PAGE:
Ross's arm jerked up suddenly, and his hand knotted in the front of Blair's shirt.
Jim felt the crazy tilt of reality like a storm at sea. He cleared the security gate in a single long-legged stride to grab the shoulders of Blair's canvas jacket and drag him violently from the dead man's grip. Ross was dead. No respiration, no pulse. The sea of reality calmed. The muscle spasm was freakish, but wholly mortal, Jim knew that. Blair did too. He was silent, save for his panting gasps for breath. He kicked out, stumbling awkwardly to his feet as Jim pulled him up and turned him around, supporting him until Blair could stand on his own. He was white with shock, and the center of his Hawaiian shirt was crumpled from Ross's grasp. "You hurt, Chief?"
Blair stared at him, then shook his head carefully. He didn't try to speak yet. "I need to call it in," Jim said, not letting go until Blair nodded again. Ross lay behind him on the floor, his left arm still bent at the elbow, his clutching fingers frozen, grasping nothing, as they would for all eternity now. Blair looked over his shoulder, his nostrils flared, his upper lip curled and trembling. A woman crouched behind the reference desk was crying softly and Jim heard faint and far off, the first wail of a siren.
Blair finally spoke. "He's dead."
"Yeah," Jim said.
"You know," Blair said in a weak voice, "I wondered what the heck he was doing in Special Collections."
"I mean, he was a Junior in a European history seminar." Blair was leaning heavily on the break room table outside Major Crime, holding a cold paper cup of vending machine coffee between his hands. He was telling the story again; Jim had lost track of how many times it was by that point. It didn't make any more sense as Blair launched into another bewildered rendition. "It's more rigorous than a 200 level survey, sure, but it's still not the sort of class where you would have your students go out and read original works in Middle High German. I knew there was something screwy about that. I knew it." He balled one hand into a fist and stared down at it. The blue eyes that had looked bright as a tropical lagoon to Jim six hours before were muddy and dull with exhaustion now.
"That's what he told you?" Simon had heard the story over and over again too, and it wasn't making any more sense to him than it did to Blair. He had the book Ross had died for in front of him on the table, and from time to time he put his hand on the black cover, as though all the answers were contained within, if only he could figure out how to get at them.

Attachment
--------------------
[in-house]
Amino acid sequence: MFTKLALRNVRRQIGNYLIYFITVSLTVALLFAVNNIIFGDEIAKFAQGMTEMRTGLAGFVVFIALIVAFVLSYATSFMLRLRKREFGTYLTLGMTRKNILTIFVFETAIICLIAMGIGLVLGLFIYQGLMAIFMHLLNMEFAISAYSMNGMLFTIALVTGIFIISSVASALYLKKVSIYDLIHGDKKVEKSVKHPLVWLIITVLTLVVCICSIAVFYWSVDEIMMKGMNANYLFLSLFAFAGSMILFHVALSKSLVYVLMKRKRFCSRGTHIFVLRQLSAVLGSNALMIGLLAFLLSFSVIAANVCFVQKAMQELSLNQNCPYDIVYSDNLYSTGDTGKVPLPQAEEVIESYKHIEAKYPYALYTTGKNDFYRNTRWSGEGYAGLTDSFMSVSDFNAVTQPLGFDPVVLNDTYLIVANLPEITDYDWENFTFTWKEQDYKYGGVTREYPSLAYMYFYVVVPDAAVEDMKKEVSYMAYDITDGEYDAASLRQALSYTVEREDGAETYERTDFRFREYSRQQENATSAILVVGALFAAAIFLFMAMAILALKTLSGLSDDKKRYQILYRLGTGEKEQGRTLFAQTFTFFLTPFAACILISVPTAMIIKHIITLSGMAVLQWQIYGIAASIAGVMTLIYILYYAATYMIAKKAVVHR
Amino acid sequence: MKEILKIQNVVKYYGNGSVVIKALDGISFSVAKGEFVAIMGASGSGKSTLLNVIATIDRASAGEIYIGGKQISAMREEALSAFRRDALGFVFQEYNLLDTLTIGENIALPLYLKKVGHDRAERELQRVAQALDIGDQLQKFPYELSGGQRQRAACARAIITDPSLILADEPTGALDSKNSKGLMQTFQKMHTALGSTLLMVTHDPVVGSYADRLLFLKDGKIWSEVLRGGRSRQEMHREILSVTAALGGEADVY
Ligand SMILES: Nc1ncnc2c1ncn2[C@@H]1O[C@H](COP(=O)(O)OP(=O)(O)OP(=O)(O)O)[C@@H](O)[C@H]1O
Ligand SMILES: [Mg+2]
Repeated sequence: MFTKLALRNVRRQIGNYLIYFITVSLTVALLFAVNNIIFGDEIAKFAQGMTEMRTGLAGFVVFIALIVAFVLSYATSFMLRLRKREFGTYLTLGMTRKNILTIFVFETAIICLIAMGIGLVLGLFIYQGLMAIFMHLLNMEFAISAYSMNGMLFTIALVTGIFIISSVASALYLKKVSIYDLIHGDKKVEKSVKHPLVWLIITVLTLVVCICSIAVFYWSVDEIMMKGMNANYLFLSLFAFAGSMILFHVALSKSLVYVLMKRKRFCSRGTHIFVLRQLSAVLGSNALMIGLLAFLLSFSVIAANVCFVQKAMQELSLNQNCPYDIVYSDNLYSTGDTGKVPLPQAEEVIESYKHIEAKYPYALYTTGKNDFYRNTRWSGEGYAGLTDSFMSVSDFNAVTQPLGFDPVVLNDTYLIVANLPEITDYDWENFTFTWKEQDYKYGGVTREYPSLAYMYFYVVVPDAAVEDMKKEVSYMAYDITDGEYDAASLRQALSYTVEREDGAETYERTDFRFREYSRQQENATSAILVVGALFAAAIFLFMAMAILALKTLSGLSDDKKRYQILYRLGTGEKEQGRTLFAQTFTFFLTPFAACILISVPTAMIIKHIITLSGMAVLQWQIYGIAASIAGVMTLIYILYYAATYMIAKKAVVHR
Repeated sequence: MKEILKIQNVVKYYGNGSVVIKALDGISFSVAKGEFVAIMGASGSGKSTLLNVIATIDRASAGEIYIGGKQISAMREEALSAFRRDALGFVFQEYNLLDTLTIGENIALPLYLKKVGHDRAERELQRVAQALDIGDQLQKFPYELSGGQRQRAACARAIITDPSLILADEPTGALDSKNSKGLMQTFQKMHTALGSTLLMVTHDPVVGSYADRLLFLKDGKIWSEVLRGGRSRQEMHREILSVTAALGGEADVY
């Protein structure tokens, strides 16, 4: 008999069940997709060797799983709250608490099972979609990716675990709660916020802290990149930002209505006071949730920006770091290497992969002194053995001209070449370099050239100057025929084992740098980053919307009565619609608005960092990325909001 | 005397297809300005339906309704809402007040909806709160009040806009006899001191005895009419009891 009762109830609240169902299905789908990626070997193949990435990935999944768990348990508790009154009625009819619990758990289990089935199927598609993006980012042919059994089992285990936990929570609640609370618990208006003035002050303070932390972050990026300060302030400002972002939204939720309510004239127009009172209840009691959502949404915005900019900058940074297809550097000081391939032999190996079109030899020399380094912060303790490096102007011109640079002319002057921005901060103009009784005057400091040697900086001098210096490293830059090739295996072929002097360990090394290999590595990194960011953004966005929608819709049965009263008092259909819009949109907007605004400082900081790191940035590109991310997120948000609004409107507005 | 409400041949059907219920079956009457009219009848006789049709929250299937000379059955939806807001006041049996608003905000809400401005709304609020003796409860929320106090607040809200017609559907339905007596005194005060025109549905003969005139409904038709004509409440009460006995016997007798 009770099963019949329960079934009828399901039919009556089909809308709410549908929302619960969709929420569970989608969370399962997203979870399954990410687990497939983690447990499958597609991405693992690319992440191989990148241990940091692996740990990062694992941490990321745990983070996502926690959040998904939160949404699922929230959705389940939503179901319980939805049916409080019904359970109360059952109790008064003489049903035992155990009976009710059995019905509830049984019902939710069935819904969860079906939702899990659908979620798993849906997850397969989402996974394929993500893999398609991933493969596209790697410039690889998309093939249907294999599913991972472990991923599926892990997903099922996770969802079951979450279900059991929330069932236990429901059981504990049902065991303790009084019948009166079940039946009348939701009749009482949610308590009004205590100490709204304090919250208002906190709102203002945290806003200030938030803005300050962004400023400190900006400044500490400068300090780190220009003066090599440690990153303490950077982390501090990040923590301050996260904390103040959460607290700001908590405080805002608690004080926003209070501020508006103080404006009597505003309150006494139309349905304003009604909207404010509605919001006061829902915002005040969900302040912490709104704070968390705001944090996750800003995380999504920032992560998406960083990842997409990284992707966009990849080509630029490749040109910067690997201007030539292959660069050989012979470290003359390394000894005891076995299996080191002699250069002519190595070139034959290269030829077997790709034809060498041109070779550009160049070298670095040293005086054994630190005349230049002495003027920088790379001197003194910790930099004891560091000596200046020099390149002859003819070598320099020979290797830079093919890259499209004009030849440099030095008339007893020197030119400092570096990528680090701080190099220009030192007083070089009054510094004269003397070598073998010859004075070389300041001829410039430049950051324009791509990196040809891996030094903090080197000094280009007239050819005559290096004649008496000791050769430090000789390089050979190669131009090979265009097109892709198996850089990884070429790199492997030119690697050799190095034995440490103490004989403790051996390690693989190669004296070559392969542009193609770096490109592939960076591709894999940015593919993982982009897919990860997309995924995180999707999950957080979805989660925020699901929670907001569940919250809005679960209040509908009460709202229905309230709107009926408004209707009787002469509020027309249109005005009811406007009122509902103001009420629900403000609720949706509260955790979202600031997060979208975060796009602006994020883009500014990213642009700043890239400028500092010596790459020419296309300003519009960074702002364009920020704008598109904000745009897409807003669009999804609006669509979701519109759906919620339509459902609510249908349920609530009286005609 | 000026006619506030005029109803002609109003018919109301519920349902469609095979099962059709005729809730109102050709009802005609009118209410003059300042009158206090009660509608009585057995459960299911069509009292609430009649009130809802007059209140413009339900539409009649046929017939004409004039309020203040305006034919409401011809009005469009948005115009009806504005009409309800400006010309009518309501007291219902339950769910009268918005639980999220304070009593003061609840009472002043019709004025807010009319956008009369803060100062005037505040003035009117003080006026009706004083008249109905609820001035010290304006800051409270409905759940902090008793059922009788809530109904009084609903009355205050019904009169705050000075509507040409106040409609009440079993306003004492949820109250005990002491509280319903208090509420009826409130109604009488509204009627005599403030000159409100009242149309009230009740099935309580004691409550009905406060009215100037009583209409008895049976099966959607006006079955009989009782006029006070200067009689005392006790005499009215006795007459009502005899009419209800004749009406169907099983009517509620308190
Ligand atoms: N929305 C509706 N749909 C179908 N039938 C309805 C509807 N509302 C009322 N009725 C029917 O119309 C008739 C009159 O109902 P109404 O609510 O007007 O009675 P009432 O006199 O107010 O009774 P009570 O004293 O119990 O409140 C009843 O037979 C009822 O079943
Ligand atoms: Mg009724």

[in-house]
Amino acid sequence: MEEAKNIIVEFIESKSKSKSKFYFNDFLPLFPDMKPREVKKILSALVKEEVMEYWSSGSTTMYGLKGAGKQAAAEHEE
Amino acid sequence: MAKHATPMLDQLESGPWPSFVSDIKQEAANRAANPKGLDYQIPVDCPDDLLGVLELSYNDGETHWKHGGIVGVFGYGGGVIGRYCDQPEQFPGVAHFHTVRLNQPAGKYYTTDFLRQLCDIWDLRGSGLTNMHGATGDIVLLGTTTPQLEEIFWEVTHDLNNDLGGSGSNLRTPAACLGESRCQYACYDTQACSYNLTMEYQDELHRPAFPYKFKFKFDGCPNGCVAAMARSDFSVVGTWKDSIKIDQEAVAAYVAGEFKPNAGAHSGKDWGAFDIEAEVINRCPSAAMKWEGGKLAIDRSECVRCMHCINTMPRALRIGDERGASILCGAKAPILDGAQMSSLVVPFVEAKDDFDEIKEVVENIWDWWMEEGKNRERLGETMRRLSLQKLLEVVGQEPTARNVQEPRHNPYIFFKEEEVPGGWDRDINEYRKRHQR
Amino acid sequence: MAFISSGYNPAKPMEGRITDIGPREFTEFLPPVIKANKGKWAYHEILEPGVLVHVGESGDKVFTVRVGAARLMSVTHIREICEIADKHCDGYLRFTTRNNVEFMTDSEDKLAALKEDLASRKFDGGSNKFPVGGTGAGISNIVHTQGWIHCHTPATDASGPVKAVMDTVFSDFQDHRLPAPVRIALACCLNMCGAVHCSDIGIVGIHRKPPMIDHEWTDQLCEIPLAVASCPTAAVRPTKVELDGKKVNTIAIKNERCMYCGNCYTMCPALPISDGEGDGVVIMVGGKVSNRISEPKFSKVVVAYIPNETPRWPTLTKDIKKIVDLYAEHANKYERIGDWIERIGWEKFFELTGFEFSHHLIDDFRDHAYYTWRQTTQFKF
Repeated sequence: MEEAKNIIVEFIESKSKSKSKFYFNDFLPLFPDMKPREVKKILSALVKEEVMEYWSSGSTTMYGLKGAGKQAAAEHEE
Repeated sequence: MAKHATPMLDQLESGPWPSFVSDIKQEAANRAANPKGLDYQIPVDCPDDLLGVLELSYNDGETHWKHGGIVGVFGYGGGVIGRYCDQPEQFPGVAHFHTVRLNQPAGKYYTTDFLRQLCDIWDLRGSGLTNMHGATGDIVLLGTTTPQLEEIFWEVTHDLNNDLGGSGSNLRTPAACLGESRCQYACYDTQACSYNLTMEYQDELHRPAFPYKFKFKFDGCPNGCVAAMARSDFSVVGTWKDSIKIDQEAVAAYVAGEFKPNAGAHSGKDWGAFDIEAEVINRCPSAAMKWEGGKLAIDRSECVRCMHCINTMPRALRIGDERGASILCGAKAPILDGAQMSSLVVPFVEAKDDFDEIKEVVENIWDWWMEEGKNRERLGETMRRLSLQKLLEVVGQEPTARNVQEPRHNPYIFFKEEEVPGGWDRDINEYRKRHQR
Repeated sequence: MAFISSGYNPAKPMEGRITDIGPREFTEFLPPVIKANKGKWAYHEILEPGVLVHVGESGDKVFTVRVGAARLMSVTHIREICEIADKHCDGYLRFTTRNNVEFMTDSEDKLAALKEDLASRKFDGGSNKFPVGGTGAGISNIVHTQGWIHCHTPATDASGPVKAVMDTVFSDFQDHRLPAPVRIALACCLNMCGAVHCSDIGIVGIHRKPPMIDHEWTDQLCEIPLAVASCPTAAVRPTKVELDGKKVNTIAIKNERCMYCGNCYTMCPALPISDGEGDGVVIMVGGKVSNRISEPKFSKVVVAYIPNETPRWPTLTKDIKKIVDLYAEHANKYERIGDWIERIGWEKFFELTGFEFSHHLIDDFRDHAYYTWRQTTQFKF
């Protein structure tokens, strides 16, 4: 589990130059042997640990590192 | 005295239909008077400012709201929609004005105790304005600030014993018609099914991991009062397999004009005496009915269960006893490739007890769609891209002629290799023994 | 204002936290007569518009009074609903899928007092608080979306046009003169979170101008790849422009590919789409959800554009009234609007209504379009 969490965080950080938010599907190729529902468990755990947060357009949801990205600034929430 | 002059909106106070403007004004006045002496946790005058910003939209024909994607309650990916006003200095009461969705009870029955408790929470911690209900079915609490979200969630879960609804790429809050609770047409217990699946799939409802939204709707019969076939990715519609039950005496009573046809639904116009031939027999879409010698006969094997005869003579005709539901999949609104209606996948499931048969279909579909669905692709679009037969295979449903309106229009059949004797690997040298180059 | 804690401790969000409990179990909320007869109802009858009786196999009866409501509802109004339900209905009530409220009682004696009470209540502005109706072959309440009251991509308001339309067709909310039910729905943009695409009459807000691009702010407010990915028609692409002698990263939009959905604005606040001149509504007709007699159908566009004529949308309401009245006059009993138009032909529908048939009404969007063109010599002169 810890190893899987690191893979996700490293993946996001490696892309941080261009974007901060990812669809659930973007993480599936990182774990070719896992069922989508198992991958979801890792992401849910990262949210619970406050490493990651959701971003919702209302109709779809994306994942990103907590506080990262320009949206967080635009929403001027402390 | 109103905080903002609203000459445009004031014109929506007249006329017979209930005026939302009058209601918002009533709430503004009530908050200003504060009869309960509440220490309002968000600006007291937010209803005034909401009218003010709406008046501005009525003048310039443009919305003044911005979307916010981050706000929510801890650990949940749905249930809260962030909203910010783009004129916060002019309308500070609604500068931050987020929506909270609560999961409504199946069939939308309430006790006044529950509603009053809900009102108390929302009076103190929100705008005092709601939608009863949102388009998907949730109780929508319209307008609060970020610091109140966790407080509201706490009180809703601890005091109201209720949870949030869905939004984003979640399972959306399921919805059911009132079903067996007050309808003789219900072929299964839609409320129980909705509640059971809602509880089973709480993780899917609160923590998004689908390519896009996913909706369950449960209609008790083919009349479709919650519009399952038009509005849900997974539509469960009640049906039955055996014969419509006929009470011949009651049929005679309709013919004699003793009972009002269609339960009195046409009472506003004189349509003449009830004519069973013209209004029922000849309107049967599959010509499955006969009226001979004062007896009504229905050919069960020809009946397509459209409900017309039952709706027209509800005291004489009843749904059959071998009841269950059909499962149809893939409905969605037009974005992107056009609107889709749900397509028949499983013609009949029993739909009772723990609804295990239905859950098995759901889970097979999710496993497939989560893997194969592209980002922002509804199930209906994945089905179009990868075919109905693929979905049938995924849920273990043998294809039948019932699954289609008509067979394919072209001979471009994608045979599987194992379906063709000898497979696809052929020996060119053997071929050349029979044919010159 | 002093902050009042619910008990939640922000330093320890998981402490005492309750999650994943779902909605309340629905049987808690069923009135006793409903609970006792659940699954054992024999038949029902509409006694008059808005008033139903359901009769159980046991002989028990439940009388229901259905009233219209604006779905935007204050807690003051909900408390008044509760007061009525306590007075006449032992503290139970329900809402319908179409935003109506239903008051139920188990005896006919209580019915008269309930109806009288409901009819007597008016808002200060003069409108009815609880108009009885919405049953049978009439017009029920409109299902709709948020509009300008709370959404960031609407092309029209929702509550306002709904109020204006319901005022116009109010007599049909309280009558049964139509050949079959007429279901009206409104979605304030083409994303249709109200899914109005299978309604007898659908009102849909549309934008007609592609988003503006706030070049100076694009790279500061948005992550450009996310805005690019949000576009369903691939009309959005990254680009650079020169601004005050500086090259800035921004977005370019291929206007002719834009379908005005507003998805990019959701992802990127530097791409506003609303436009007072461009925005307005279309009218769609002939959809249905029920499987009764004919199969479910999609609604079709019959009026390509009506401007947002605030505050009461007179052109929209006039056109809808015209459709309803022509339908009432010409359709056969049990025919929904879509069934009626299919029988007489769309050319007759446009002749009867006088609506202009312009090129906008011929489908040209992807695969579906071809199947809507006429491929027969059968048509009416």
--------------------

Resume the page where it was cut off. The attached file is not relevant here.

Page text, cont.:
"Yeah, that it was for Nagle's seminar. That's what he told the librarian who pulled the book for him too."
"So he knew what he wanted. He didn't just grab the first thing he saw that looked old and valuable."
"Right, right. Special collections houses non-circulating books. You have to request the book, explain why you need it, do a whole little song and dance before they'll even pull a book for you in the first place. Then you can only look at it right there in the room. There's a librarian there the whole time."
"If they're so careful with their books, how did he get as far as he did with it?"
"I've been thinking about that." Blair shoved his hands through his hair, fruitlessly trying to push it out of his eyes. It was looking lank and unwashed, and probably felt that way as well, because he dug a tie out of the pocket of his jeans and pulled it back into in a sloppy pony tail as he talked to Simon. "Just when I was packing up my stuff to go meet Jim, there was all this commotion across the room because some girl had smuggled in a puppy in an outside pocket of her backpack. Some tiny little long-haired mutt. I didn't get a good look at it. Anyway something set it off. It starts barking, and the librarians freak, hustling the girl out of there, and nobody noticed what Ross was doing."
"You think she was in on it?" Simon asked.
"I don't know." Blair shrugged and looked across the table at Jim. "I don't think so, though. Ross had a gun. I think he was probably planning on using that to get out, and the thing with the dog was just a lucky break for him."